Since many lenders and credit issuers will check a business on Dun & Bradstreet, it is vital to have a DUNS number. E.g. Creative Analytics requires a business seeking corporate credit cards from them to have a DUNS number—and this vendor doesn’t even report to D&B!
How an EIN Number Works
An EIN number comes from the Internal Revenue Service and goes on your business taxes. It works much like a Social Security number works as an individual taxpayer identification number. It helps you keep business expenses from affecting personal credit scores.
But just having one does not by itself protect personal credit.
Unlike with a DUNS number, there is no paid option for expediting getting an EIN. But if a business owner chooses to receive a letter online from the IRS, they’ll get an EIN in a few minutes.
If you elect to get your EIN via snail mail, then the process can take up to four weeks. The pandemic and the Great Resignation will likely affect this estimate.Even a sole proprietor might receive a paper letter later rather than sooner.
Your EIN serves as your business’s identification number for tax purposes. In addition, during the process of getting your EIN, you will tell the IRS which type of legal entity you have. You will also tell them enough about your business and its industry to get an NAICS code.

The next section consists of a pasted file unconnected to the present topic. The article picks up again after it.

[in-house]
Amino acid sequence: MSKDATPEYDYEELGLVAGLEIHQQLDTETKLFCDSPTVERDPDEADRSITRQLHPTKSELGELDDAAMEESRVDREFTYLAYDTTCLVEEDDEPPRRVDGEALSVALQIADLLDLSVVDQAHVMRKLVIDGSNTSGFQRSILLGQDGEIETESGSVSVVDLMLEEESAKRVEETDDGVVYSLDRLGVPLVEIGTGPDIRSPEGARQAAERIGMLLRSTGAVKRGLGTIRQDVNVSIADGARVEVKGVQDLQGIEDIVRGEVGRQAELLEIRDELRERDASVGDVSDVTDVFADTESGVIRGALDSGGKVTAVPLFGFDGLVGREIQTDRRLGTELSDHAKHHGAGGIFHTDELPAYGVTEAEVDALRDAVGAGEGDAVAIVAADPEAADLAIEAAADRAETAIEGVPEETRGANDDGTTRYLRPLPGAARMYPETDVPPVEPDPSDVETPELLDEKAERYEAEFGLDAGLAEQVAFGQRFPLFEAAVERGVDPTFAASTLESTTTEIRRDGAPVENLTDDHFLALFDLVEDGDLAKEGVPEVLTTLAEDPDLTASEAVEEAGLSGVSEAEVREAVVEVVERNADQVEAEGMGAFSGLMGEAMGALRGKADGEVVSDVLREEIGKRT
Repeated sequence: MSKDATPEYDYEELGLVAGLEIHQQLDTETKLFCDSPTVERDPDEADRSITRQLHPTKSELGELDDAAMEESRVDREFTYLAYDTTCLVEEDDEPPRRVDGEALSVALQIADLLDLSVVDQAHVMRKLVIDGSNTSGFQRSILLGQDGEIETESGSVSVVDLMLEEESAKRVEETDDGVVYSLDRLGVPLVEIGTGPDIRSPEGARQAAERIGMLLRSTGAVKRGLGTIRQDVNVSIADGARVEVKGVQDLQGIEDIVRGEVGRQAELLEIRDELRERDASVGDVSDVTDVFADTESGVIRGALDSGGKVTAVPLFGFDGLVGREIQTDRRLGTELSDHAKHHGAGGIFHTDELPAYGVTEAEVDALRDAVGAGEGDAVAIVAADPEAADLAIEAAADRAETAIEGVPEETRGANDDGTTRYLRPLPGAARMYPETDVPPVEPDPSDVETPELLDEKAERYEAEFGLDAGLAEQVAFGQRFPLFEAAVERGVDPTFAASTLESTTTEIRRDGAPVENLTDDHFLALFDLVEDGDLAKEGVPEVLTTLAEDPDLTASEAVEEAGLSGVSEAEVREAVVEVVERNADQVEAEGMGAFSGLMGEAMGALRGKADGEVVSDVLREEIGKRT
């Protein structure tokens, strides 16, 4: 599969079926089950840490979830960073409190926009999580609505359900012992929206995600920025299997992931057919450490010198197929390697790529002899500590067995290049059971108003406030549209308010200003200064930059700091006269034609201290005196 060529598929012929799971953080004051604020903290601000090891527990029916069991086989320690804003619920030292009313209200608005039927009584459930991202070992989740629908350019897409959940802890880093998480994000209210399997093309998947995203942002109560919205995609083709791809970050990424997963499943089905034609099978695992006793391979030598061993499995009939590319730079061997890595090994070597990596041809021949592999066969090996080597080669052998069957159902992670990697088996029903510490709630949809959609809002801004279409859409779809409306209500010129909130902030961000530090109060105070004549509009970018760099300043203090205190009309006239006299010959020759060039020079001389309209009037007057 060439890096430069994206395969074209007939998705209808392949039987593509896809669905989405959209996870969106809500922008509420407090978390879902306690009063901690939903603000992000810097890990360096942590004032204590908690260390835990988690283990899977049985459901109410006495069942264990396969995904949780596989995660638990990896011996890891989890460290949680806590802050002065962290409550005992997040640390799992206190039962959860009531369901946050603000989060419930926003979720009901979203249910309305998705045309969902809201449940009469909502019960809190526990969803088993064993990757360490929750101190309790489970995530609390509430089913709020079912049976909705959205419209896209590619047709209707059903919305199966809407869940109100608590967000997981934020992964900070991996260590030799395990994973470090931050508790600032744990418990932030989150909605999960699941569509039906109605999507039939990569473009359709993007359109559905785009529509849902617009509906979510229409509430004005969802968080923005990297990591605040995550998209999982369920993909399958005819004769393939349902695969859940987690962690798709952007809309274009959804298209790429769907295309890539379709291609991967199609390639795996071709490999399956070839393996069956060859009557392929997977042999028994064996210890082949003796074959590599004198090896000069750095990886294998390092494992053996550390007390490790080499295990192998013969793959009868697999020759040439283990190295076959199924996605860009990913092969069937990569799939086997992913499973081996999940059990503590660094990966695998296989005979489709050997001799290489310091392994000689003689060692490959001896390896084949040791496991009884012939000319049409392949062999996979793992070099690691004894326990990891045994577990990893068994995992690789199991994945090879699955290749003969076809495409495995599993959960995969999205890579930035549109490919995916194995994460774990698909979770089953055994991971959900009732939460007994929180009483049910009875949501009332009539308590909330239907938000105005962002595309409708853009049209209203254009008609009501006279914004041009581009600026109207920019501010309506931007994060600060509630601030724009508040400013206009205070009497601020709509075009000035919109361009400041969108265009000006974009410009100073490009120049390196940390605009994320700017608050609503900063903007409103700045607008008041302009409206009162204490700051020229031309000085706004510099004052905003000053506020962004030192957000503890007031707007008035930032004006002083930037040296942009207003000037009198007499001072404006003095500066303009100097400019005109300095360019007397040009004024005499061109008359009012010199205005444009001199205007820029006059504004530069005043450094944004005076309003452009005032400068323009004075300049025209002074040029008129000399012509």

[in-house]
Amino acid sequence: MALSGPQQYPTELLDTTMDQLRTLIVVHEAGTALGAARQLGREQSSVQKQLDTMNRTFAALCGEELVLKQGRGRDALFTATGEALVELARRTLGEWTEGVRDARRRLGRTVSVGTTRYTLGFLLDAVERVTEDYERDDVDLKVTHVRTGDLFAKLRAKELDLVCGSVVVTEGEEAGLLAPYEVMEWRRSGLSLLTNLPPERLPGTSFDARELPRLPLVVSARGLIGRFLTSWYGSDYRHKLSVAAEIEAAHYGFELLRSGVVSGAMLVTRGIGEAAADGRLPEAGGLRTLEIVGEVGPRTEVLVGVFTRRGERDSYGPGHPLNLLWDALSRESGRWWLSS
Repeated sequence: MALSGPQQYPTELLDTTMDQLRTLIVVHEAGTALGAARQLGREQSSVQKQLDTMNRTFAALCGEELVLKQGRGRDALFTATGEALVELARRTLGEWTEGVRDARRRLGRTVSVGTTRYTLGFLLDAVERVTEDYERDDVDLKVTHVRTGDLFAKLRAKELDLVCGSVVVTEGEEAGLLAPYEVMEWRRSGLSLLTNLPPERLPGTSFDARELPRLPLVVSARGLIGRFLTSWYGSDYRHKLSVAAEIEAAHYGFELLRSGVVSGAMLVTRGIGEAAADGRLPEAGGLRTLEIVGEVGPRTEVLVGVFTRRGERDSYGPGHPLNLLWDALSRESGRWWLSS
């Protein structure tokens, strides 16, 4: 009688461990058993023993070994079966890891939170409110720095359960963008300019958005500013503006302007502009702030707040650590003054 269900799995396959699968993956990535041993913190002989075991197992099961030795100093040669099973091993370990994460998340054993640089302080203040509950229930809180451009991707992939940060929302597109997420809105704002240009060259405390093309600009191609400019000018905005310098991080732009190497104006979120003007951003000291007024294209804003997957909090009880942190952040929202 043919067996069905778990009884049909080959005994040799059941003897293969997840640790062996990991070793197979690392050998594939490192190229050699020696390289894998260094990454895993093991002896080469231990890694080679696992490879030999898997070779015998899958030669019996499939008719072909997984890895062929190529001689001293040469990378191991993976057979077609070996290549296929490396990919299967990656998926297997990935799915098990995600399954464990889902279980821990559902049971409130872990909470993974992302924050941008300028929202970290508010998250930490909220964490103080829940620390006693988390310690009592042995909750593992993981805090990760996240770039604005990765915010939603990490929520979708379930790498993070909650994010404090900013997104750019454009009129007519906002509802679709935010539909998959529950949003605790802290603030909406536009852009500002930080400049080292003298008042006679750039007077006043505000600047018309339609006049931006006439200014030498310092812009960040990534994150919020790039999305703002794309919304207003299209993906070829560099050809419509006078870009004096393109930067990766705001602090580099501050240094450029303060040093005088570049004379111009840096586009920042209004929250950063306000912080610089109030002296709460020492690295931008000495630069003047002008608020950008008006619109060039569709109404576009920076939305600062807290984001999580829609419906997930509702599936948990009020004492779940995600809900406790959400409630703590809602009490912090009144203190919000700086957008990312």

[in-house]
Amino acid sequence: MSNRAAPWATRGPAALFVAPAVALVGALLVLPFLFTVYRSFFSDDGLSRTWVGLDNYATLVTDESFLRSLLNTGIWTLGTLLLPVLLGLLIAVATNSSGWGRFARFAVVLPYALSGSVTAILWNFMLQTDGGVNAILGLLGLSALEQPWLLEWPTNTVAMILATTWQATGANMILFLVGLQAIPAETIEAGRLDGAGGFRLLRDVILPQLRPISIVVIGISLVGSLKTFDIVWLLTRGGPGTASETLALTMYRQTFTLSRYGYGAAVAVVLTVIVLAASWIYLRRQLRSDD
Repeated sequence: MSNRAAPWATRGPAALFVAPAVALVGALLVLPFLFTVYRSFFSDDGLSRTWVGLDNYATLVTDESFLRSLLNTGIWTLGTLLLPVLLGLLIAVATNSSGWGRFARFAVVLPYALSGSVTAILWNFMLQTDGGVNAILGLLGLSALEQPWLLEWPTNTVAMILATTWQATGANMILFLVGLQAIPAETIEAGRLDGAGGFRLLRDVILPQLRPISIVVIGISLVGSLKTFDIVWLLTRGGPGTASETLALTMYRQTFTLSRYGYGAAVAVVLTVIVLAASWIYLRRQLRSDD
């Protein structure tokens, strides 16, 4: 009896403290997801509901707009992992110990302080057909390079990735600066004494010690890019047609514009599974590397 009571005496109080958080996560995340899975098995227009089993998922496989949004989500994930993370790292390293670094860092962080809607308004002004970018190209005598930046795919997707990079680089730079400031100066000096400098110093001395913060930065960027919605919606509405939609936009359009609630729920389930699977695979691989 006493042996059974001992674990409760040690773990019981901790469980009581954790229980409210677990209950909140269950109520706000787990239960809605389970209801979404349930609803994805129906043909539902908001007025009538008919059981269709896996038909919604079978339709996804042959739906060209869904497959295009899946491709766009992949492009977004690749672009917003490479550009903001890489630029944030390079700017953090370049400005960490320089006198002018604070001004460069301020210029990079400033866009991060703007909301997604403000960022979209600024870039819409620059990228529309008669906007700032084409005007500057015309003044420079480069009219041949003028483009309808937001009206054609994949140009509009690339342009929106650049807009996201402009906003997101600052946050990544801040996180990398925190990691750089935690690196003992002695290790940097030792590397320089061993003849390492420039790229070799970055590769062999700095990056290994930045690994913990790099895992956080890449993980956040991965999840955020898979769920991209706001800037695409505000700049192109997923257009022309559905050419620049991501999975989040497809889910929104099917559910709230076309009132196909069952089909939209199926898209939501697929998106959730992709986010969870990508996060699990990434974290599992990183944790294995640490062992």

The IRS allows for five purposes for getting an EIN:
You are starting a new business
You’re hiring employees
The number is necessary for banking purposes
You changed your business entity, such as from sole proprietorship to an S corporation
Or you’ve bought an active business
The IRS requires that the name you list matches the articles of incorporation perfectly. You will need to list any DBAs, if applicable.
How an EIN Helps with Building Business Credit
Just like they want you to have a DUNS number, a business credit card issuer wants you to have an EIN number. They will verify it on your business credit report when you apply for credit.
Vendors want your business address with Dun & Bradstreet to match Secretary of State (SOS) and IRS records. An EIN number is how a starter vendor verifies that.
One necessary use of an EIN number is opening a business bank account. Virtually all the starter vendors that Credit Suite works with will require for your company to have a business bank account.
A business bank account is also useful for everything from avoiding the commingling of personal and business funds, to paying your employees. When your business is paid for goods or services, a business bank account is where that payment should properly go.
Another use for an EIN directly related to business credit building is business owners need one to get local permits and licenses. Starter vendors will also check if a business has all necessary licenses.
Also, while Secretaries of State don’t seem to require a business to have an EIN number, they do require proper licensing. Starter vendors also require that a business be in good standing with the Secretary of State.
No EIN? Then a business can’t open a business bank account. They can’t get proper licensing. They cannot be in good standing with the Secretary of State. Starter vendors will reject their business credit applications.
The IRS will want a word with them, too.
Yes, you need both! Fortunately, they’re easy to get. If you can wait a bit for your DUNS number, then you’ll pay nothing for both.